Tappan Zee Chapter, American Rhododendron Society Rhododendron 'Nova Zembla'
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Allan & Shirley Anderson, a retired chemist and a science teacher respectively, have gardened and raised rhododendrons in Franklin Lakes New Jersey (Zone 6) for more than thirty-five years. In 1968, upon joining the New Jersey Chapter of the American Rhododendron Society, they discovered there were many different kinds of rhododendrons. An interest in growing plants using seed from the ARS seed exchange program developed, and from this beginning, crosses were made with little or no goal in mind other than to see a new, beautiful plant.

On trips to ARS conventions on the West Coast they were dazzled by the yellow and warm-colored trusses with large flowers. They decided to focus on developing similar plants which would grow and thrive in the much colder Northeast climate.

The Andersons have made over 1200 hand pollinated crosses and grown more than 20,000 seedlings. The first plants registered were from a cross made in 1976. Two plants were named, Amanda Joan Young and Kelsey Lynn Young, after their grandchildren. Following these, five more plants have been named and registered, the most recent in 2006, called April Rhapsody.

Many promising seedlings are now being evaluated from second and third generations of their hybridizing program. and several more plants are being considered for naming and registration.

The Andersons' Latest Hybrids

Rhododendron 'Ghost Bomber'  
Ghost Bomber

During one of our many trips to visit Weldon Delp we acquired Ghost, one of his hybrids.  A dwarf to medium white hybrid, a cross of  [(R. maximum x R. yakushimanum) X  R. maximum].  We hoped to transfer it’s good plant habit to a red by crossing Ghost with Red Bomber.  We did not get solid red flowers but liked the results.


Rhododendron Sun Dust Rhododendron Sun Dust truss

Sun Dust

Nancy Evans is a well known western hybrid widely used to develop new plants.  Unfortunately the plant is pollen sterile so one must own the plant in order to make crosses with it.  We crossed Nancy Evans with Janet Blair, a favorite parent of ours.  Many seedlings from this cross were of indifferent quality but one dazzled us with its color and habit.  Thus we called it Sun Dust.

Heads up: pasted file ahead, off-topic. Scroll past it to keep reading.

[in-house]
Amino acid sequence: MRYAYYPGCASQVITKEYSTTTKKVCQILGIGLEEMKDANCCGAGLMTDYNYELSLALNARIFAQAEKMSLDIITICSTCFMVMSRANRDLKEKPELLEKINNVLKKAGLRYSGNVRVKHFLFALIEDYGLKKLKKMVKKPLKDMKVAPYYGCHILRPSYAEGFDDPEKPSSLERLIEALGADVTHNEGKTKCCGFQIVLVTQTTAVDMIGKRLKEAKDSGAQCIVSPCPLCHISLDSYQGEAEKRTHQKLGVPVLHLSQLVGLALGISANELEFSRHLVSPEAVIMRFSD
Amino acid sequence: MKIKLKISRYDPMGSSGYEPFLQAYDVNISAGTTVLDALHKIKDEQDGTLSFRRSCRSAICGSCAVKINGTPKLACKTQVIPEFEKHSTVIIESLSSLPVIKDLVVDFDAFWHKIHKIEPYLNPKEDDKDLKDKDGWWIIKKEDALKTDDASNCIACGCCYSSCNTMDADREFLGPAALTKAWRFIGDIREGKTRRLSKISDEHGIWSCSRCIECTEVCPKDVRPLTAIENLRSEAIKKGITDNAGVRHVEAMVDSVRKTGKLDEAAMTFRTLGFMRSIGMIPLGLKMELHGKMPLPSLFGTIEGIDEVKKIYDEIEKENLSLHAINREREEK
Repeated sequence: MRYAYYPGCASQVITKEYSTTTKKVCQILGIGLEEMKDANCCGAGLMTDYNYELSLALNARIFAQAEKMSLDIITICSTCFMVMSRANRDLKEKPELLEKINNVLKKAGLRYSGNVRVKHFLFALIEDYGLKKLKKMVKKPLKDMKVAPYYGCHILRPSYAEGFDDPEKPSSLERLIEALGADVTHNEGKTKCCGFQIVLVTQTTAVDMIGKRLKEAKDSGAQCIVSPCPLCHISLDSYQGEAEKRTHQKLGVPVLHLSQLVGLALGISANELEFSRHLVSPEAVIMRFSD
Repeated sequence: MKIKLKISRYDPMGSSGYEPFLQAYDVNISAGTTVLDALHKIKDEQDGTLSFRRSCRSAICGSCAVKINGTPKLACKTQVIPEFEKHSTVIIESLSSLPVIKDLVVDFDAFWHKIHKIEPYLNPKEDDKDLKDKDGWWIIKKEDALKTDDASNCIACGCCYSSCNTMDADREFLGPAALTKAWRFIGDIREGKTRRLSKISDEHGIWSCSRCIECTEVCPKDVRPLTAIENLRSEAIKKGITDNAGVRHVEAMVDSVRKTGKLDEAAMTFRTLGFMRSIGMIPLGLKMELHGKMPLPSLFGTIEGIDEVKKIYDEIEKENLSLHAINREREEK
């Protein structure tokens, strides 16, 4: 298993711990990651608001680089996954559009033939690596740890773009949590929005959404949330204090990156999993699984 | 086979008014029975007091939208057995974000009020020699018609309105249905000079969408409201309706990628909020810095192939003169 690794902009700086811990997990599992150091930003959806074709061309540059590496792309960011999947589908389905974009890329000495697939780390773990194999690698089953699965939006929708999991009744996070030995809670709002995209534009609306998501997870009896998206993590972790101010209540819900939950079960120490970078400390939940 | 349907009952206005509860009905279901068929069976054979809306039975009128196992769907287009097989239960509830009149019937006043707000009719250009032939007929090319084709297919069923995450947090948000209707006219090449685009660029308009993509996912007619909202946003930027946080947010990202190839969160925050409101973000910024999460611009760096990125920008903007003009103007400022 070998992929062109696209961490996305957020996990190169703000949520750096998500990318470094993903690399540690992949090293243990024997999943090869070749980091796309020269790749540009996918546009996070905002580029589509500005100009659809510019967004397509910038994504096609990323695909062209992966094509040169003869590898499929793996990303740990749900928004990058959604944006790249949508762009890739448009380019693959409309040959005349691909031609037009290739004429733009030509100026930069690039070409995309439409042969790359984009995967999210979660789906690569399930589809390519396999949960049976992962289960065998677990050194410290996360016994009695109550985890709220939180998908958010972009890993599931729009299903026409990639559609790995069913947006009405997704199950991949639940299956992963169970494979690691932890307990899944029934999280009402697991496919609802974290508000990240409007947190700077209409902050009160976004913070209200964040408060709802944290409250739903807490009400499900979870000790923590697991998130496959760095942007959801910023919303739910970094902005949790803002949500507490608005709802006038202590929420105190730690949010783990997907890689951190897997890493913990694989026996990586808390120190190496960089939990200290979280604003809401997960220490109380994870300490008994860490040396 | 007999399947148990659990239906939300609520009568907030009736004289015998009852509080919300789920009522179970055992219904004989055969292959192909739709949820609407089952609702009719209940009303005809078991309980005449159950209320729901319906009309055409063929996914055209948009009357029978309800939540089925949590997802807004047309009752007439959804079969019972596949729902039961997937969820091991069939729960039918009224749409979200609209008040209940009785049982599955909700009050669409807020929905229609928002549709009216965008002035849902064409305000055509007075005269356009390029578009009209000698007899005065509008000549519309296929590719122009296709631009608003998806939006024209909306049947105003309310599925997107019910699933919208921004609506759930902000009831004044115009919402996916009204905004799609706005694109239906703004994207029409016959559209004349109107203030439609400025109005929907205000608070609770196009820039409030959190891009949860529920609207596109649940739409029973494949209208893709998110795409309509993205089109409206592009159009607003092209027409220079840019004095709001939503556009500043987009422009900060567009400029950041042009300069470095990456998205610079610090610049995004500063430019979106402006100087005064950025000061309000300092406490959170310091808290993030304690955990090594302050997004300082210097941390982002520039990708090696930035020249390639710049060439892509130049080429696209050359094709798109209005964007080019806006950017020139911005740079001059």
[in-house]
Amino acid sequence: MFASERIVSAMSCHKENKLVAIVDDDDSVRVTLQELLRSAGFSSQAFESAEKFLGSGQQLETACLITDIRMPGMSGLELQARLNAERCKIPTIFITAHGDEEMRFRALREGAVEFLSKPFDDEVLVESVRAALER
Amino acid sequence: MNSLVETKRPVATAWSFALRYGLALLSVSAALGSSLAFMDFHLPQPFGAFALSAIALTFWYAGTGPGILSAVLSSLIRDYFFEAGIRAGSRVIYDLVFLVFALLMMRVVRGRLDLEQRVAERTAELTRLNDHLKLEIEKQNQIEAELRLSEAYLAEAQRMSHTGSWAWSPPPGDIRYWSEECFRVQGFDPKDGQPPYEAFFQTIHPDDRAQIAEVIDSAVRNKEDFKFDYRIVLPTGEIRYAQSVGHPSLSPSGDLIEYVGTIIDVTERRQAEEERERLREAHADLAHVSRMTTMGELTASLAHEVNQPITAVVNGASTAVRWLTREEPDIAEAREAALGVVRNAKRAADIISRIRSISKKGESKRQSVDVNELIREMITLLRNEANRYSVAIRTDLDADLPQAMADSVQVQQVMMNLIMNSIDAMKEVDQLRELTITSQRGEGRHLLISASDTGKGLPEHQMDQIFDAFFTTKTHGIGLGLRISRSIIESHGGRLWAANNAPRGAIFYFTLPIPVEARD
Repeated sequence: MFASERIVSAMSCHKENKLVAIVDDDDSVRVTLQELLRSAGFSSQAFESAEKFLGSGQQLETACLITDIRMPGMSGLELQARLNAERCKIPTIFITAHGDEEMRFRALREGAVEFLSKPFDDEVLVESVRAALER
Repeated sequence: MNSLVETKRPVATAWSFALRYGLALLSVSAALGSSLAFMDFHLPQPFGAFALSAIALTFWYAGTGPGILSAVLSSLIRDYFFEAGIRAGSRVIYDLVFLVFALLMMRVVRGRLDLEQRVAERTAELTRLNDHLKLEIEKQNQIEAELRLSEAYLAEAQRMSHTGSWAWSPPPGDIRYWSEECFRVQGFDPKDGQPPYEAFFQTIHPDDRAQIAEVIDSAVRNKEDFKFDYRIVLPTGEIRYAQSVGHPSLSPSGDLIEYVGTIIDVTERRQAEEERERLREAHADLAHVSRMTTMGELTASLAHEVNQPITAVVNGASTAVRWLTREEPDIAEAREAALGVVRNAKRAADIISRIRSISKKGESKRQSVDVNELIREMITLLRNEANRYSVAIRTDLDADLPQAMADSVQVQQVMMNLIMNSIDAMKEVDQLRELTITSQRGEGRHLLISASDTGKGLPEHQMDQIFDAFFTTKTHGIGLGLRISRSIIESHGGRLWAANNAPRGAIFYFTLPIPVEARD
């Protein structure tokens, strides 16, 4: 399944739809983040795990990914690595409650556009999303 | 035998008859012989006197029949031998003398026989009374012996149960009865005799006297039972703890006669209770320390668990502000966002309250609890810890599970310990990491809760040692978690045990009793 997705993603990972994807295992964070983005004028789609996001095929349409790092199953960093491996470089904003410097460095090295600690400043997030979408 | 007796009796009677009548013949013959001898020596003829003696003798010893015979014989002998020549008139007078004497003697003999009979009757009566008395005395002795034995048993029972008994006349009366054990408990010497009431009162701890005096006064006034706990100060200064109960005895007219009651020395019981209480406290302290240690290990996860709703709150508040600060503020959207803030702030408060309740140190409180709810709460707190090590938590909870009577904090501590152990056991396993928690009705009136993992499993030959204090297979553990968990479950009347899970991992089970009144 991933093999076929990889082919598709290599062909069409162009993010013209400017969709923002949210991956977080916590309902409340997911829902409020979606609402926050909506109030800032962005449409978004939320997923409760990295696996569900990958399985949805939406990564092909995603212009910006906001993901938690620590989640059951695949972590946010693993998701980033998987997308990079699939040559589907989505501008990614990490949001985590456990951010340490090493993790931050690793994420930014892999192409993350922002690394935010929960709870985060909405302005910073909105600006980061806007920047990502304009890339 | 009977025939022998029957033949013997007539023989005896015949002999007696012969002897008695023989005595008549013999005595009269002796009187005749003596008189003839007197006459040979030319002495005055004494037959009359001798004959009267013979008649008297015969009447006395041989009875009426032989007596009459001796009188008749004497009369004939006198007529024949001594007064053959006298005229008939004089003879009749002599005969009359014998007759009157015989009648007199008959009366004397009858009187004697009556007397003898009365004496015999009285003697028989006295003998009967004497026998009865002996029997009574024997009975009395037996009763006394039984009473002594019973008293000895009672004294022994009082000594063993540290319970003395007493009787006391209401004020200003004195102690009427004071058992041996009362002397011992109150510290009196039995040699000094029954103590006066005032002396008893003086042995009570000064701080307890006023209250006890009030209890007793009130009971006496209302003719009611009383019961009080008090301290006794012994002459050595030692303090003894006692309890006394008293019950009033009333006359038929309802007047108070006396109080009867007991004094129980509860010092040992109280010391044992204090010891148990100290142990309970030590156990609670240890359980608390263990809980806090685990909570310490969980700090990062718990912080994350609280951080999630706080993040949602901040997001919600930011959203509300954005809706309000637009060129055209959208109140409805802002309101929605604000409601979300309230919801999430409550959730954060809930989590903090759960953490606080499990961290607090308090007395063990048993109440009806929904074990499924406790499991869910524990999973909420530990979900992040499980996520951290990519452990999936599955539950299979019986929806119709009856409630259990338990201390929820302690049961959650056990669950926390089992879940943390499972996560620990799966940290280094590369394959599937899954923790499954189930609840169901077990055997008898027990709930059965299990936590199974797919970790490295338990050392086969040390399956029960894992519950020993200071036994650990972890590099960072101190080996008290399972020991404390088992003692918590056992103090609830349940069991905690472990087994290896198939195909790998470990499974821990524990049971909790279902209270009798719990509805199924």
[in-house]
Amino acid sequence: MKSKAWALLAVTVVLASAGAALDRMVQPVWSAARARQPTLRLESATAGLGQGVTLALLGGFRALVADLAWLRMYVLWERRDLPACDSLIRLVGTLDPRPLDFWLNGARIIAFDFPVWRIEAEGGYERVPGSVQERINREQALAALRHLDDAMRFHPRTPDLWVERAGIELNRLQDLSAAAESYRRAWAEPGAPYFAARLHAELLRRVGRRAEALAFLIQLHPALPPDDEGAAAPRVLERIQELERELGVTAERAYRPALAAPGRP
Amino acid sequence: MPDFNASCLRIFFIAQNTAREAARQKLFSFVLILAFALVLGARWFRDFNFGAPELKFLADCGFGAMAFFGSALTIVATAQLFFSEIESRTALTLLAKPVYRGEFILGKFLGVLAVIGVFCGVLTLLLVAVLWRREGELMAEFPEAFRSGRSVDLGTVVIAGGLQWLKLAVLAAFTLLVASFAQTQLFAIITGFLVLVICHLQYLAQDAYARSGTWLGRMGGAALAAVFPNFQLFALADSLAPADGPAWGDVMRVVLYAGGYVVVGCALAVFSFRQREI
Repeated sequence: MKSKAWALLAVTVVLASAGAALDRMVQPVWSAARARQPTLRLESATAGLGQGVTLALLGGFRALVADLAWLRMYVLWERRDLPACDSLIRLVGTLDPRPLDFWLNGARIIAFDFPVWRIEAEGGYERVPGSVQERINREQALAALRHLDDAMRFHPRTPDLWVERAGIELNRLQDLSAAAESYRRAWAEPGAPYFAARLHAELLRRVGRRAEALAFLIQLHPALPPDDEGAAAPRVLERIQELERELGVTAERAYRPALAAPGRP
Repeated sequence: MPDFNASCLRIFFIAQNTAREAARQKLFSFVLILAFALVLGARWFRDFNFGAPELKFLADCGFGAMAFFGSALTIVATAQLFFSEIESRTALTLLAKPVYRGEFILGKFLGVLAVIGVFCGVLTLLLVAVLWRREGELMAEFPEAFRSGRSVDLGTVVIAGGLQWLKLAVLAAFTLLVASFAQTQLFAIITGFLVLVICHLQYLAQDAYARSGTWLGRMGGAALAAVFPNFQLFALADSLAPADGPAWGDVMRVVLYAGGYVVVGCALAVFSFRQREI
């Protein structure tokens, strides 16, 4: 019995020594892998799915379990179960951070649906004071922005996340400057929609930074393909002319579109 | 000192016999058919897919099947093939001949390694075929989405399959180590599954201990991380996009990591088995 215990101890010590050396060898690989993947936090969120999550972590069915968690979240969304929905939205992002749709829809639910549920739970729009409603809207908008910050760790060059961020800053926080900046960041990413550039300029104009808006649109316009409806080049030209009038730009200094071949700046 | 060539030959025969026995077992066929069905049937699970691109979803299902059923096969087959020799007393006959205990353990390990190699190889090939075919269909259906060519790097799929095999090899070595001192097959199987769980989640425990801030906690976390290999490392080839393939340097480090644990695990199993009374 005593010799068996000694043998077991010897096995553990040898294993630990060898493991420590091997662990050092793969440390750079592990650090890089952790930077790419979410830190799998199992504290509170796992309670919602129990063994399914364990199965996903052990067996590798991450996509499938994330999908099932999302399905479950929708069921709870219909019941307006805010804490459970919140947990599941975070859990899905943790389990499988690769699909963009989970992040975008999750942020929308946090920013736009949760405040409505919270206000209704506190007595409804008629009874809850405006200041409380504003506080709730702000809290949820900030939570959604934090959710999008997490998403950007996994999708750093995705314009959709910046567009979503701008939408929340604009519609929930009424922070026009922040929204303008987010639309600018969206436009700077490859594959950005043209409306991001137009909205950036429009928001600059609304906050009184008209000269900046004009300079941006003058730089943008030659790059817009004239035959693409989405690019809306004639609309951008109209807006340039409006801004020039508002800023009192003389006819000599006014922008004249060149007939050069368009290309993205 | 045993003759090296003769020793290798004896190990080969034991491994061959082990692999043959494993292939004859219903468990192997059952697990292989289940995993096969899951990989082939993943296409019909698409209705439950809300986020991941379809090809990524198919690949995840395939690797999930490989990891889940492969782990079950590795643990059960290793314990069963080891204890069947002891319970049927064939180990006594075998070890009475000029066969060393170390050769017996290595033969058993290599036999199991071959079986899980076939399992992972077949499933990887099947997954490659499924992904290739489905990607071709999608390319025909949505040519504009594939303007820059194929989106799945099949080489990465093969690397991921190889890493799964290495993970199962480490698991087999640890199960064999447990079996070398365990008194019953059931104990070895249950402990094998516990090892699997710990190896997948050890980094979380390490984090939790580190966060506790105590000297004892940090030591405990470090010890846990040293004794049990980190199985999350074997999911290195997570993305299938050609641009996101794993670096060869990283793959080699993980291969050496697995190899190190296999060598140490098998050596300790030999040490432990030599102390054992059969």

Silk Road rhododendron  

Silk Road

When we crossed R. brachycarpum v Tigerstedii with Phipps Yellow we hoped to get yellow flowers with the   glossy green foliage  of R. brachycarpum.  We were disappointed with the very pale flowers but the foliage was good. We chose to use Nelda Peach pollen obtained  from a Western friend.  Nelda is a strongly colored Cameo cross.  The result was a wonderfully compact plant with trusses of the palest pink we have ever seen.  The flowers are over 4 inches across.  We love it.  What happened to the color?  So much for strategy!


   

Entourage

For many years our hybridizing focus has been to produce yellow flowering plants hardy in our Eastern garden, hot & humid in the summer plus very cold in the winter.  One plan was to have yellow and hardiness in bothe parents.  Top Banana, a western yellow of good intensity was crossed with R. brachycarpum.  The result of this cross was in turned crossed with Delicate Air, one our own hybrids.  This process was proven successful in producing Entourage.


Rhododendron 'Leggs'  

Leggs

A cross in 1981 put A. Bedford on Labar’s White, a form of R. catawbiense.  The result was a large, blue purple flower with a large, dark blotch.  Growing in a crowded space under our original rule of  ‘no pruning until blooming’,  it grew tall and leggy. Eventually it was cut back and grew into an attractive rhododendron.  We decided to register the plant and keep the phunney spelling.


Prom Queeen rhododendron Prom Queen (pink) with Rhododendron Cloud in background

Prom Queen

In 1989 we crossed Janet Blair with Dave Goheen’s Yellow #1.  One of the seedlings flowered with a beautiful blend of yellow and orange.  In spite of our fervent hopes it proved to be too tender to grow successfully in our garden.  Meanwhile we had used the pollen from 89-40 on Yaku Sunrise, a well known Western hybrid also tender in our garden.  Result a pink, floriferous plant bring memories of  early times. How does a hardy hybrid result from a cross of two tender parents?  Probably because each has at least one hardy ancestor.  Go figure!

The Andersons' Earlier Hybrids

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